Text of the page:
DEAR BARRY: In one of your columns, you recommended that sellers hire a home inspector, even though the buyers would probably hire an inspector of their own. As a seller, this concerns me. If my home inspector finds a major defect (something that has given me no trouble for the past 30 years), then I’ll have to spend thousands of dollars to repair it, or I’ll have to disclose it to the buyers. Frankly, I fail to see the advantage in this. Can you please explain again the advantages when sellers hire a home inspector? –Ken

DEAR KEN: There are three main reasons for sellers to hire their own home inspector:

1) Avoiding liability: If an undisclosed defect (one that you were unaware of for the past 30 years) is discovered after the close of escrow, you could be sued for nondisclosure. The fact that you were unaware of the problem would be for you to prove in court.

2) Avoiding repair costs: Disclosing defects at the outset of a purchase transaction enables you to do an as-is sale. When defects are discovered by the buyers’ home inspector, the buyers are more likely to insist on repairs.

3) Building trust: Providing a home inspection report to buyers is a good way to build trust in a transaction by demonstrating that you, the seller, have nothing to hide.

As a seller, it’s better to provide disclosure than waiting for disclosure to happen to you.

DEAR BARRY: In one of your columns, you recommended that sellers hire a home inspector, even though the buyers would probably hire an inspector of their own. As a seller, this concerns me. If my home inspector finds a major defect (something that has given me no trouble for the past 30 years), then I’ll have to spend thousands of dollars to repair it, or I’ll have to disclose it to the buyers. Frankly, I fail to see the advantage in this. Can you please explain again the advantages when sellers hire a home inspector? –Ken

DEAR KEN: There are three main reasons for sellers to hire their own home inspector:

1) Avoiding liability: If an undisclosed defect (one that you were unaware of for the past 30 years) is discovered after the close of escrow, you could be sued for nondisclosure. The fact that you were unaware of the problem would be for you to prove in court.

2) Avoiding repair costs: Disclosing defects at the outset of a purchase transaction enables you to do an as-is sale. When defects are discovered by the buyers’ home inspector, the buyers are more likely to insist on repairs.

3) Building trust: Providing a home inspection report to buyers is a good way to build trust in a transaction by demonstrating that you, the seller, have nothing to hide.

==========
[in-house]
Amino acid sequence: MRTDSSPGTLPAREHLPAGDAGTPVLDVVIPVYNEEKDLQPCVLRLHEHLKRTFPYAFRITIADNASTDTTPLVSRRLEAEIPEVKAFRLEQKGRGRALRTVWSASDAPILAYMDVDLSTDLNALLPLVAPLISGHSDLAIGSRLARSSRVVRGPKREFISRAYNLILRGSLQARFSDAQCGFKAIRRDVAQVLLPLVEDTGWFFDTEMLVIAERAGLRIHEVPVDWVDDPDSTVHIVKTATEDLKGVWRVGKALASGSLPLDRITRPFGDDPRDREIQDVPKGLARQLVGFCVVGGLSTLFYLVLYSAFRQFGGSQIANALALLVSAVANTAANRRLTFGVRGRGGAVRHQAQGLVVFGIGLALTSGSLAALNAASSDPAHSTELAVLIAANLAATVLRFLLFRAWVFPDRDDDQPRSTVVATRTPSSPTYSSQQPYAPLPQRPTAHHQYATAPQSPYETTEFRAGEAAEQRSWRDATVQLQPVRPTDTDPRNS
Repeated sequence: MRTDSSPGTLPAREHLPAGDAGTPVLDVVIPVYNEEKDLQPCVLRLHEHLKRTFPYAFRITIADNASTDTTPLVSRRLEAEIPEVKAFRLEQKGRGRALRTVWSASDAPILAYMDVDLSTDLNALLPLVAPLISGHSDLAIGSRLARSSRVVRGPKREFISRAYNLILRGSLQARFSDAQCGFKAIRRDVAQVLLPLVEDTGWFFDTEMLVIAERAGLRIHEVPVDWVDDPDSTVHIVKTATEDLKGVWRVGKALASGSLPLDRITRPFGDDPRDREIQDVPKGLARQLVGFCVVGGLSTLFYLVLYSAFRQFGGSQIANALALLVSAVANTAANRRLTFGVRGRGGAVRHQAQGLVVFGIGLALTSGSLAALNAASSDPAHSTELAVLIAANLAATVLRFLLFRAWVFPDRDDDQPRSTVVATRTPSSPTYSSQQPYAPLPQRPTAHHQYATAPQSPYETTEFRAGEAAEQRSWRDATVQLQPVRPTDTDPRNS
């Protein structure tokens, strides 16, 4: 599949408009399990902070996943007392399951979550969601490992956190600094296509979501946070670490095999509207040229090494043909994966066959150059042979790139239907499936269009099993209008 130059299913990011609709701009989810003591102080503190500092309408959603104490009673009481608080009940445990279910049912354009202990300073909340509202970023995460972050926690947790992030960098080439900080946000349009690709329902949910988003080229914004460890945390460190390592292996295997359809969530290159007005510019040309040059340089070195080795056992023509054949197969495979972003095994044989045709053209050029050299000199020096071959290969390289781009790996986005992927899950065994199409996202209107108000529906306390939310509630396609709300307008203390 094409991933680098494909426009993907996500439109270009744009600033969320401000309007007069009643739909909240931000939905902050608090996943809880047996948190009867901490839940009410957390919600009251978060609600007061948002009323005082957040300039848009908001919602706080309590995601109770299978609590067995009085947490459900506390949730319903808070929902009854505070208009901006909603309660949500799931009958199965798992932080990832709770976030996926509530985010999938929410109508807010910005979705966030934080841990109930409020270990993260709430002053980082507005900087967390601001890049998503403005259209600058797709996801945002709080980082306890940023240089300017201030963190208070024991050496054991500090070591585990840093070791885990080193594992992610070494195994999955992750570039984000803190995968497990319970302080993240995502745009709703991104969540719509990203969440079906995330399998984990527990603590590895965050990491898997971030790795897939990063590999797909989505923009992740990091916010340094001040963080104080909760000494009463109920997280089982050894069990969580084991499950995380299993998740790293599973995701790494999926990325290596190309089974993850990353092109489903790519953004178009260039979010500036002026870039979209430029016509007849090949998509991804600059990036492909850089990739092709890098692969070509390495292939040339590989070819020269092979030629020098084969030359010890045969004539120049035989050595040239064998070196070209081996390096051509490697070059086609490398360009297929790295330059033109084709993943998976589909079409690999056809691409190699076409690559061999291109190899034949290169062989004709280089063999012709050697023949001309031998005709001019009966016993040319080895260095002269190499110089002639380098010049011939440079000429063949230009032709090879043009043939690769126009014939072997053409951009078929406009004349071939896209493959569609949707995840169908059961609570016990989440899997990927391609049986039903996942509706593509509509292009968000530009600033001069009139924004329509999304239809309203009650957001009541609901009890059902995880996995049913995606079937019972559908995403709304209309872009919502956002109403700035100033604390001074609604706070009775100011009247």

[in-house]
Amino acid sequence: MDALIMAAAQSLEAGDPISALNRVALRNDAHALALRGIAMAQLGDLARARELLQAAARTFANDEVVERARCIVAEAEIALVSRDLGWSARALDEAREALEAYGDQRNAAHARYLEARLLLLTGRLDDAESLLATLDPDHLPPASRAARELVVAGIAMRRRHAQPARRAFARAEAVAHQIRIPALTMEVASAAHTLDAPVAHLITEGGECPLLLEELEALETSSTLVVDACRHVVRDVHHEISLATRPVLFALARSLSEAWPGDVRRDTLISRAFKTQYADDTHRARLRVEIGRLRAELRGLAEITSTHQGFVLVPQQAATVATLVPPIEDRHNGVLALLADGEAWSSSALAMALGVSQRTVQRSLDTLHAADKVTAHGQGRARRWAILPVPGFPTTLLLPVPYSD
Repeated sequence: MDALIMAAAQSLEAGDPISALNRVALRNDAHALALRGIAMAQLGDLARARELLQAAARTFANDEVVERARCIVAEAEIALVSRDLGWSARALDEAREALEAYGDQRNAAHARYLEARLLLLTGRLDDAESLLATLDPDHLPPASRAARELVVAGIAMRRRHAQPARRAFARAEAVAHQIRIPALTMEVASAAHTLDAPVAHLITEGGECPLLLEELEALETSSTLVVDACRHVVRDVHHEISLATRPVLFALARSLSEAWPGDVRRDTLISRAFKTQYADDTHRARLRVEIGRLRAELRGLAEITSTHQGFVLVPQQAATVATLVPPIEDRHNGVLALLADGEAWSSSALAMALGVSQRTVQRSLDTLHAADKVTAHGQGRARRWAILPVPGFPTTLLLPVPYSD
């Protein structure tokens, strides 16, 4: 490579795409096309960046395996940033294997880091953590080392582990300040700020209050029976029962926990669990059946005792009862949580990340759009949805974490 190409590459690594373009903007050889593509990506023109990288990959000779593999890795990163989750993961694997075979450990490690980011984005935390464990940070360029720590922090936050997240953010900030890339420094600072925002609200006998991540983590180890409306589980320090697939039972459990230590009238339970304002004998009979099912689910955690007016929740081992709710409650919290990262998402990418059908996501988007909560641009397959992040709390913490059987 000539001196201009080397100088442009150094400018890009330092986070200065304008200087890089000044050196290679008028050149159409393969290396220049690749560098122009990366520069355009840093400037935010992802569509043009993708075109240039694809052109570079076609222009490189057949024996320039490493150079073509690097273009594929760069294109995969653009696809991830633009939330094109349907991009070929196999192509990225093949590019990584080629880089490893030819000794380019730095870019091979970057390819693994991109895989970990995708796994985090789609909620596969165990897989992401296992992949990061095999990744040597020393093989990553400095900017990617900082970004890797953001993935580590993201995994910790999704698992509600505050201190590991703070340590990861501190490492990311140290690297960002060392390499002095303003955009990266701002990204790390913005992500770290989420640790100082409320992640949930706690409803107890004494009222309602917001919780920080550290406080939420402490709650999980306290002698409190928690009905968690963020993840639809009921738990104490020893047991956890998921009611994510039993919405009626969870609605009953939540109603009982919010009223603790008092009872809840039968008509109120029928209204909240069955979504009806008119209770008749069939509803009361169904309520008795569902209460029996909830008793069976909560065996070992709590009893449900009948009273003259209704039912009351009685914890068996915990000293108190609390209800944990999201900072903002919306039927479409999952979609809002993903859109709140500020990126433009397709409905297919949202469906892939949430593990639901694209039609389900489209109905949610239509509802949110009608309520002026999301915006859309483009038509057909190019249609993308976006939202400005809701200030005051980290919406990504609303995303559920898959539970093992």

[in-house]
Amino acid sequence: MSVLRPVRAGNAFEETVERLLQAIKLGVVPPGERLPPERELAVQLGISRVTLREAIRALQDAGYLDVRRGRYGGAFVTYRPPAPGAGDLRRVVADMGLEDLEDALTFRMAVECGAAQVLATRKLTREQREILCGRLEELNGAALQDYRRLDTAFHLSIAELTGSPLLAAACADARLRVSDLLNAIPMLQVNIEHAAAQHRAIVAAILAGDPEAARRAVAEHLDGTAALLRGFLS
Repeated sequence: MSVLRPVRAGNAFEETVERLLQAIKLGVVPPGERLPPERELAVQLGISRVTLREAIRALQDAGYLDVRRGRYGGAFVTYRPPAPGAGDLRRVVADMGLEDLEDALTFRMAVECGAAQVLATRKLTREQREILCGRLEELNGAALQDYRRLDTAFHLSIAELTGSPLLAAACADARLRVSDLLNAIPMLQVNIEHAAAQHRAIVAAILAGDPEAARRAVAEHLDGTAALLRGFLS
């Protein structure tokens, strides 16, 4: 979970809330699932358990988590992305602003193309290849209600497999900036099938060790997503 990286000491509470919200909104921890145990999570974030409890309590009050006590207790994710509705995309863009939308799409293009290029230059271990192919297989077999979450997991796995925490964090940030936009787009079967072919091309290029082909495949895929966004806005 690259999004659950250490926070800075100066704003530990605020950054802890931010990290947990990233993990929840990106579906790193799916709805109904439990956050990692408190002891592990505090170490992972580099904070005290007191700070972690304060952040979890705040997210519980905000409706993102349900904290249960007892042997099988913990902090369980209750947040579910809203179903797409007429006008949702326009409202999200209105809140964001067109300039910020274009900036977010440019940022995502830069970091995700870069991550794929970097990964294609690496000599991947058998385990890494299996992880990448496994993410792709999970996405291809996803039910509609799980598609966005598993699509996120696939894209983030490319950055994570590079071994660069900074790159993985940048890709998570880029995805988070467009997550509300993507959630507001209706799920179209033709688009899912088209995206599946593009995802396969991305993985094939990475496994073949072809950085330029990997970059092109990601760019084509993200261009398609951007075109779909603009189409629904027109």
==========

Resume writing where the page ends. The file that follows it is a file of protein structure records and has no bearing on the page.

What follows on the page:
As a seller, it’s better to provide disclosure than waiting for disclosure to happen to you.

DEAR BARRY: The home I’m buying has electric ignition, rather than pilot lights, on most of the gas-burning appliances — the furnace, the cooktop, and the oven — but not the water heater. I thought that all gas fixtures would be equipped with electric ignition to conserve gas. Why is this not the case with water heaters? –Jesse

DEAR JESSE: Electric igniters are standard features on gas furnaces and cooking appliances because continuous pilot lights in those fixtures consume gas needlessly. With gas water heaters, the heat produced by a pilot light helps to maintain the temperature of the water in the tank. Therefore, the gas that fuels a water heater pilot light is not truly wasted.

Still, there are ways to minimize gas consumption in your water heater. For example, wrap the fixture with thermal insulation to minimize heat loss, and do not turn the thermostat to the high setting.

DEAR BARRY: My house was built in the 1960s. The ceramic tile in the bathrooms is outdated and needs replacement. I’ve heard that asbestos was sometimes added to the mortar used for ceramic tile during that period. Is it possible that the mortar in my house contains asbestos? –George

DEAR GEORGE: Tile contractors sometimes added asbestos to mortar because it made the material easier to apply. The only way to know if the mortar in your home has asbestos is to send a sample to a lab for analysis. The lab fee is only about $10 to $15. If the mortar contains asbestos, removal should be done by a contractor who is licensed to do asbestos abatement.

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